A gas turbine engine with the potential to be carbon neutral and keep homes running completely off the grid, and new software designed to streamline retail tenancies in shopping centres are the two local start-ups set to get a boost from this year’s UniSA Venture Catalyst grants.
Operating as TC Pinpoint and EcoJet Engineering, both start-ups have secured $50,000 under the scheme, which is jointly funded by the South Australian Government and the University.
Local entrepreneurs, Rachel Kidwell (TC Pinpoint) and engineers Alexander Wright, Warren Day, James Kim (EcoJet) were selected from a field of 14 applicants.
A cloud-based software management tool for retail tenancies in shopping centres, TC Pinpoint brings all stakeholders involved in the process on to one platform in a streamlined, cost effective and time saving approach. The product is the only one of its type in the market.
When fully realized, EcoJet Engineering‘s innovative micro gas turbine, redesigned to burn hydrogen gas, will be a zero emissions power source. The turbine will be cheaper and cleaner to run than current micro gas turbines and other competing technologies.
UniSA Vice Chancellor Professor David Lloyd says the Venture Catalyst Awards are a highlight each year because they show just how education, industry and entrepreneurship connect.
“Both winners this year have shown that they are solutions-focused,” Professor Lloyd said.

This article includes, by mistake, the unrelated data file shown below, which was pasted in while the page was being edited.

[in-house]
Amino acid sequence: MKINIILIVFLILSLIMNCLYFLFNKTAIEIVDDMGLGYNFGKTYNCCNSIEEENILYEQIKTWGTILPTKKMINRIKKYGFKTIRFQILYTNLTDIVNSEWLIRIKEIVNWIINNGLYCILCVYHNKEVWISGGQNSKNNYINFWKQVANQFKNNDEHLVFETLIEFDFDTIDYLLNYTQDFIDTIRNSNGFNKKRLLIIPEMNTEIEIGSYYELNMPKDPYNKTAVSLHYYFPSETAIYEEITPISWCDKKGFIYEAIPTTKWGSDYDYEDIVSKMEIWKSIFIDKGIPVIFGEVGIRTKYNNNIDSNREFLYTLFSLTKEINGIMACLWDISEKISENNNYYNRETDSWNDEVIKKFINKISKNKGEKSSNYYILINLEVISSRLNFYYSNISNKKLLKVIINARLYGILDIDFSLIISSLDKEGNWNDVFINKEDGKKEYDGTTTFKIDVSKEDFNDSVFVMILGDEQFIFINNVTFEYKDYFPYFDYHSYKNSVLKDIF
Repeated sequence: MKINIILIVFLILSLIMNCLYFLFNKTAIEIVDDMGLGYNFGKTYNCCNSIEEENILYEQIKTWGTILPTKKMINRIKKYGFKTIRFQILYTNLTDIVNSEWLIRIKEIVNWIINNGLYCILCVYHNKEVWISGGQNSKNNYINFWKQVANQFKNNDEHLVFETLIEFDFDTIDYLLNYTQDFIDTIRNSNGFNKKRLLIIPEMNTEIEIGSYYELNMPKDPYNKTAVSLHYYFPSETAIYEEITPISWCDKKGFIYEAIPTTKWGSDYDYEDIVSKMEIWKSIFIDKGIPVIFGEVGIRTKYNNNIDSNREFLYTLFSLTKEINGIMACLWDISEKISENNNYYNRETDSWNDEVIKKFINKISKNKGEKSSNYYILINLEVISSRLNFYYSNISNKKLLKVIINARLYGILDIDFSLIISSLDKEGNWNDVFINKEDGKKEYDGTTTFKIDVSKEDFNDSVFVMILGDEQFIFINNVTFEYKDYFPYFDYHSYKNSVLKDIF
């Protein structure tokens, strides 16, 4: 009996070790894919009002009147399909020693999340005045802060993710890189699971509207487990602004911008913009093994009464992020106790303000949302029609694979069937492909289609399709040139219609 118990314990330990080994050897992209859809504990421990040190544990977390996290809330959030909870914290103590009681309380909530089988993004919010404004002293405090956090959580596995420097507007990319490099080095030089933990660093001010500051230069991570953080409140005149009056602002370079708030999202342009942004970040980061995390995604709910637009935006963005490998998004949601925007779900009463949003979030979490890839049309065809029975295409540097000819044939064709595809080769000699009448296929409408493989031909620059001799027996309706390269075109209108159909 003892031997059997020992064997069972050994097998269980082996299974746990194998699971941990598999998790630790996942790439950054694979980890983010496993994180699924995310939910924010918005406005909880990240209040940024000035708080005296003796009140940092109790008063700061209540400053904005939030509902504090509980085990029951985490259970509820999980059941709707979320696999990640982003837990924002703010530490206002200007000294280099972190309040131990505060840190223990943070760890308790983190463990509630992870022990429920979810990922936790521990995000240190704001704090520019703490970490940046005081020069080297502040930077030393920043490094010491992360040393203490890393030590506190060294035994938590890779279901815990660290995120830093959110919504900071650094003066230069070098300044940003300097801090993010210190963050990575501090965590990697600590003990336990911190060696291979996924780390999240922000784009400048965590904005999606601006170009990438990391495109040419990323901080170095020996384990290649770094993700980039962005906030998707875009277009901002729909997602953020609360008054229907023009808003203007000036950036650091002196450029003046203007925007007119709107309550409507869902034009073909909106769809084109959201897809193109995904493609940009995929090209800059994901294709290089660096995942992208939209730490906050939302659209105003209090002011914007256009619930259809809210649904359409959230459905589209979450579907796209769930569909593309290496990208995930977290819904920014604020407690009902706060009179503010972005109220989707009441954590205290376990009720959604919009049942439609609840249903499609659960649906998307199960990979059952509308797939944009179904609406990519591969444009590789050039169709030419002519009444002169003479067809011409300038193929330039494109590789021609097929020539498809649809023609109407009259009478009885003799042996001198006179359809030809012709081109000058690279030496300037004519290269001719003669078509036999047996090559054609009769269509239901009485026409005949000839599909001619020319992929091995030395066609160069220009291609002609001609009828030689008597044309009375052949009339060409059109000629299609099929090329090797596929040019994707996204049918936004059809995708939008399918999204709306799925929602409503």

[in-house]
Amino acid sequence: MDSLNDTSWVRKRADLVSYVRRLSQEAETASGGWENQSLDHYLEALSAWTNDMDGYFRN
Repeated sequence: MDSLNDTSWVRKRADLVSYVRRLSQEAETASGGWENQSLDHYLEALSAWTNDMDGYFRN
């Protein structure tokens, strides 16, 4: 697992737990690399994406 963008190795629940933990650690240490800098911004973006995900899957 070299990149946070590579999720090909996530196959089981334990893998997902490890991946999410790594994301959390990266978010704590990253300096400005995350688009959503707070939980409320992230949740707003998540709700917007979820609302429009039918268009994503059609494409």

“If we can teach our students to be enterprising, to assess problems both large and small, and innovate to solve them, then I think we are doing what a university should do.
“What is so exciting about Venture Catalyst is that it provides funding, resources and supports to student ventures with no expectation of equity or ownership of the venture. Our only interest is in its success.
“We’re very proud of this year’s winners and look forward to their further success,” he said.
A partnership between the State Government and UniSA, Venture Catalyst provides seed funding of up to $50,000 to university-based entrepreneurs.
The program encourages collaboration between UniSA students and industry to turn knowledge and ideas into business opportunities and to create start-ups for the commercialisation of products, services or processes.
In the three years since the program began, six start-up companies have been funded, including Vinnovate, which recently won the Brancott Estate Winexplorer Challenge for a great new idea to revolutionise the wine experience, and the 2014 winner, artificial intelligence and computer vision technology company Jemsoft.
Since commercialising some of its IP in July 2015, Jemsoft has grown from two unpaid founders to an executive board of four, an operations and development team of 12, and a handful of regular contractors.
Jemsoft’s first service offering was launched privately in January 16 and the company is well on its way to turning over close to a $1million prior to its public product launch this year.